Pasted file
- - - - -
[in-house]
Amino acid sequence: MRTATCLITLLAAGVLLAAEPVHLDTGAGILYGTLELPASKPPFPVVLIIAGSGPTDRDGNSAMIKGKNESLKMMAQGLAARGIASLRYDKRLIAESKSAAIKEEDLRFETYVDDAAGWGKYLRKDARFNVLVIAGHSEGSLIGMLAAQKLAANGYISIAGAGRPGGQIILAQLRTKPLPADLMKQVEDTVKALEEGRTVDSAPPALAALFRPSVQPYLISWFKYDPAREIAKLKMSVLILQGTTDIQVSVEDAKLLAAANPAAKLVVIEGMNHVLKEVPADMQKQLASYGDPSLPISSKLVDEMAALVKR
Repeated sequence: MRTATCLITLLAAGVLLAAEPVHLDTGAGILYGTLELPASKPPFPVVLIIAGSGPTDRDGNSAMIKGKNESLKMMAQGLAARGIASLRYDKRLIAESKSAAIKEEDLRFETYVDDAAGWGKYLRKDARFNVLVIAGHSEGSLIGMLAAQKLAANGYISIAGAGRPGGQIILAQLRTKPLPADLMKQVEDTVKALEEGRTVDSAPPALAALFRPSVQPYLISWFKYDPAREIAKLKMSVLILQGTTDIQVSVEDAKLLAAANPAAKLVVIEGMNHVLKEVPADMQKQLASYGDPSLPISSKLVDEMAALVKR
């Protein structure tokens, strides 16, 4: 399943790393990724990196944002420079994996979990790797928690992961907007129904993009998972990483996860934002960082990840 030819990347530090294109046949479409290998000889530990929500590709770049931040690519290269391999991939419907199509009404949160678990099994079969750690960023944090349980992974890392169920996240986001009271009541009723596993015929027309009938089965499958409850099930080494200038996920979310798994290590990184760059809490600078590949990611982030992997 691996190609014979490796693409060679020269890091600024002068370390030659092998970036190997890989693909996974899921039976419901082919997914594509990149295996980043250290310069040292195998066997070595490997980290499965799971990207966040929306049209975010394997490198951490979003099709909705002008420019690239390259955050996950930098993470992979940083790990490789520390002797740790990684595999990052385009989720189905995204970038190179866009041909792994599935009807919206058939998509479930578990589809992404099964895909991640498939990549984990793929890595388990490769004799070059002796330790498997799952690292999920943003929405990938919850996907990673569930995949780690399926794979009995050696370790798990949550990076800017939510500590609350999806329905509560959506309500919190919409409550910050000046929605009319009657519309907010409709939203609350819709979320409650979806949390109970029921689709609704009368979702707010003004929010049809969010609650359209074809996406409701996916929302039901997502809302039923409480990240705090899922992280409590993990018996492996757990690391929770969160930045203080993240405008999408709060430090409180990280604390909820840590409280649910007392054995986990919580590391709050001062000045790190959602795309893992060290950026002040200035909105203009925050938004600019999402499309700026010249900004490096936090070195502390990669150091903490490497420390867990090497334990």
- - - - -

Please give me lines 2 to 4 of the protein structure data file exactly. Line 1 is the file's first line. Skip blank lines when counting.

Amino acid sequence: MRTATCLITLLAAGVLLAAEPVHLDTGAGILYGTLELPASKPPFPVVLIIAGSGPTDRDGNSAMIKGKNESLKMMAQGLAARGIASLRYDKRLIAESKSAAIKEEDLRFETYVDDAAGWGKYLRKDARFNVLVIAGHSEGSLIGMLAAQKLAANGYISIAGAGRPGGQIILAQLRTKPLPADLMKQVEDTVKALEEGRTVDSAPPALAALFRPSVQPYLISWFKYDPAREIAKLKMSVLILQGTTDIQVSVEDAKLLAAANPAAKLVVIEGMNHVLKEVPADMQKQLASYGDPSLPISSKLVDEMAALVKR
Repeated sequence: MRTATCLITLLAAGVLLAAEPVHLDTGAGILYGTLELPASKPPFPVVLIIAGSGPTDRDGNSAMIKGKNESLKMMAQGLAARGIASLRYDKRLIAESKSAAIKEEDLRFETYVDDAAGWGKYLRKDARFNVLVIAGHSEGSLIGMLAAQKLAANGYISIAGAGRPGGQIILAQLRTKPLPADLMKQVEDTVKALEEGRTVDSAPPALAALFRPSVQPYLISWFKYDPAREIAKLKMSVLILQGTTDIQVSVEDAKLLAAANPAAKLVVIEGMNHVLKEVPADMQKQLASYGDPSLPISSKLVDEMAALVKR
């Protein structure tokens, strides 16, 4: 399943790393990724990196944002420079994996979990790797928690992961907007129904993009998972990483996860934002960082990840 030819990347530090294109046949479409290998000889530990929500590709770049931040690519290269391999991939419907199509009404949160678990099994079969750690960023944090349980992974890392169920996240986001009271009541009723596993015929027309009938089965499958409850099930080494200038996920979310798994290590990184760059809490600078590949990611982030992997 691996190609014979490796693409060679020269890091600024002068370390030659092998970036190997890989693909996974899921039976419901082919997914594509990149295996980043250290310069040292195998066997070595490997980290499965799971990207966040929306049209975010394997490198951490979003099709909705002008420019690239390259955050996950930098993470992979940083790990490789520390002797740790990684595999990052385009989720189905995204970038190179866009041909792994599935009807919206058939998509479930578990589809992404099964895909991640498939990549984990793929890595388990490769004799070059002796330790498997799952690292999920943003929405990938919850996907990673569930995949780690399926794979009995050696370790798990949550990076800017939510500590609350999806329905509560959506309500919190919409409550910050000046929605009319009657519309907010409709939203609350819709979320409650979806949390109970029921689709609704009368979702707010003004929010049809969010609650359209074809996406409701996916929302039901997502809302039923409480990240705090899922992280409590993990018996492996757990690391929770969160930045203080993240405008999408709060430090409180990280604390909820840590409280649910007392054995986990919580590391709050001062000045790190959602795309893992060290950026002040200035909105203009925050938004600019999402499309700026010249900004490096936090070195502390990669150091903490490497420390867990090497334990």